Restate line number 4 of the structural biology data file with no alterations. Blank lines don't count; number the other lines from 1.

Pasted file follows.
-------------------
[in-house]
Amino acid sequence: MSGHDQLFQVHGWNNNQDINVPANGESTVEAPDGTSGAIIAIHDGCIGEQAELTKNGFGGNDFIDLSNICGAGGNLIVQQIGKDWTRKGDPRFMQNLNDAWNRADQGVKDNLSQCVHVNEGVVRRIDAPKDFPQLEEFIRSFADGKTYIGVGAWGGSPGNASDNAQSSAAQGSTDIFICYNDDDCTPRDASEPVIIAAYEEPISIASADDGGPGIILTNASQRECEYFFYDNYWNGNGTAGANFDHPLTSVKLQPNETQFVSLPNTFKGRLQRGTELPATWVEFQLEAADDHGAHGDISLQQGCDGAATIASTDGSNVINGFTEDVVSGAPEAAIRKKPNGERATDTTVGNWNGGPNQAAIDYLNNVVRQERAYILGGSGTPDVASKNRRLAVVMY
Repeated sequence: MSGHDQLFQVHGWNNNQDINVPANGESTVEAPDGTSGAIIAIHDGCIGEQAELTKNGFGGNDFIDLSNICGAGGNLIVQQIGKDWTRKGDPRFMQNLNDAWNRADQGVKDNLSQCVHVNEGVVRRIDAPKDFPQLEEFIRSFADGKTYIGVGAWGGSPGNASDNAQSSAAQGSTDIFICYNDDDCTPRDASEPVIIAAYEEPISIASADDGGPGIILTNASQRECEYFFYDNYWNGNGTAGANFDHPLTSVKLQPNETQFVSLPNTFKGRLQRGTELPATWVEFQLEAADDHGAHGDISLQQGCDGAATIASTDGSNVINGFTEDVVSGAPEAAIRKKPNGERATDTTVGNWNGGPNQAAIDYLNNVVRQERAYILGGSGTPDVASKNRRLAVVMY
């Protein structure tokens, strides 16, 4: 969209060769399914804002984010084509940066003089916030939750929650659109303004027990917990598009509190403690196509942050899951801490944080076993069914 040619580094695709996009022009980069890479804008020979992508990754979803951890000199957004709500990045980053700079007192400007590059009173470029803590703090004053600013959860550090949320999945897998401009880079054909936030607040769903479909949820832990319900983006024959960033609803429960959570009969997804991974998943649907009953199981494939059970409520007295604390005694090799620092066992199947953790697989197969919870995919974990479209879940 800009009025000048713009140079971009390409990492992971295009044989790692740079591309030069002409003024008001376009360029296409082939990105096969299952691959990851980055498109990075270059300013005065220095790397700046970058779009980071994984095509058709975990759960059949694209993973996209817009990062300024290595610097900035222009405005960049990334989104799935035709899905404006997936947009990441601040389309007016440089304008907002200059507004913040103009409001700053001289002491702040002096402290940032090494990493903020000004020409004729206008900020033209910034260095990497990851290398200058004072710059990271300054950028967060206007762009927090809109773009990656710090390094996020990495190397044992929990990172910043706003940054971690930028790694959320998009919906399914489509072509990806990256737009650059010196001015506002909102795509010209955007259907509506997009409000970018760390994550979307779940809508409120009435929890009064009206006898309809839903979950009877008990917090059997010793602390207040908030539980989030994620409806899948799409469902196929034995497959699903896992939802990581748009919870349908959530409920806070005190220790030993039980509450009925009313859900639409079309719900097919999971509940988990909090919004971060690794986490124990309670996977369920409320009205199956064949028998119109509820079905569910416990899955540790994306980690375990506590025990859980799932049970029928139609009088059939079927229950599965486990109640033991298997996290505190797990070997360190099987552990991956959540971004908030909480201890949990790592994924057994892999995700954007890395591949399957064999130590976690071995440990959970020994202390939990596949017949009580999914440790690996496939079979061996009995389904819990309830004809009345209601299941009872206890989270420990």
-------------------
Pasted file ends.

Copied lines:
């Protein structure tokens, strides 16, 4: 969209060769399914804002984010084509940066003089916030939750929650659109303004027990917990598009509190403690196509942050899951801490944080076993069914 040619580094695709996009022009980069890479804008020979992508990754979803951890000199957004709500990045980053700079007192400007590059009173470029803590703090004053600013959860550090949320999945897998401009880079054909936030607040769903479909949820832990319900983006024959960033609803429960959570009969997804991974998943649907009953199981494939059970409520007295604390005694090799620092066992199947953790697989197969919870995919974990479209879940 800009009025000048713009140079971009390409990492992971295009044989790692740079591309030069002409003024008001376009360029296409082939990105096969299952691959990851980055498109990075270059300013005065220095790397700046970058779009980071994984095509058709975990759960059949694209993973996209817009990062300024290595610097900035222009405005960049990334989104799935035709899905404006997936947009990441601040389309007016440089304008907002200059507004913040103009409001700053001289002491702040002096402290940032090494990493903020000004020409004729206008900020033209910034260095990497990851290398200058004072710059990271300054950028967060206007762009927090809109773009990656710090390094996020990495190397044992929990990172910043706003940054971690930028790694959320998009919906399914489509072509990806990256737009650059010196001015506002909102795509010209955007259907509506997009409000970018760390994550979307779940809508409120009435929890009064009206006898309809839903979950009877008990917090059997010793602390207040908030539980989030994620409806899948799409469902196929034995497959699903896992939802990581748009919870349908959530409920806070005190220790030993039980509450009925009313859900639409079309719900097919999971509940988990909090919004971060690794986490124990309670996977369920409320009205199956064949028998119109509820079905569910416990899955540790994306980690375990506590025990859980799932049970029928139609009088059939079927229950599965486990109640033991298997996290505190797990070997360190099987552990991956959540971004908030909480201890949990790592994924057994892999995700954007890395591949399957064999130590976690071995440990959970020994202390939990596949017949009580999914440790690996496939079979061996009995389904819990309830004809009345209601299941009872206890989270420990």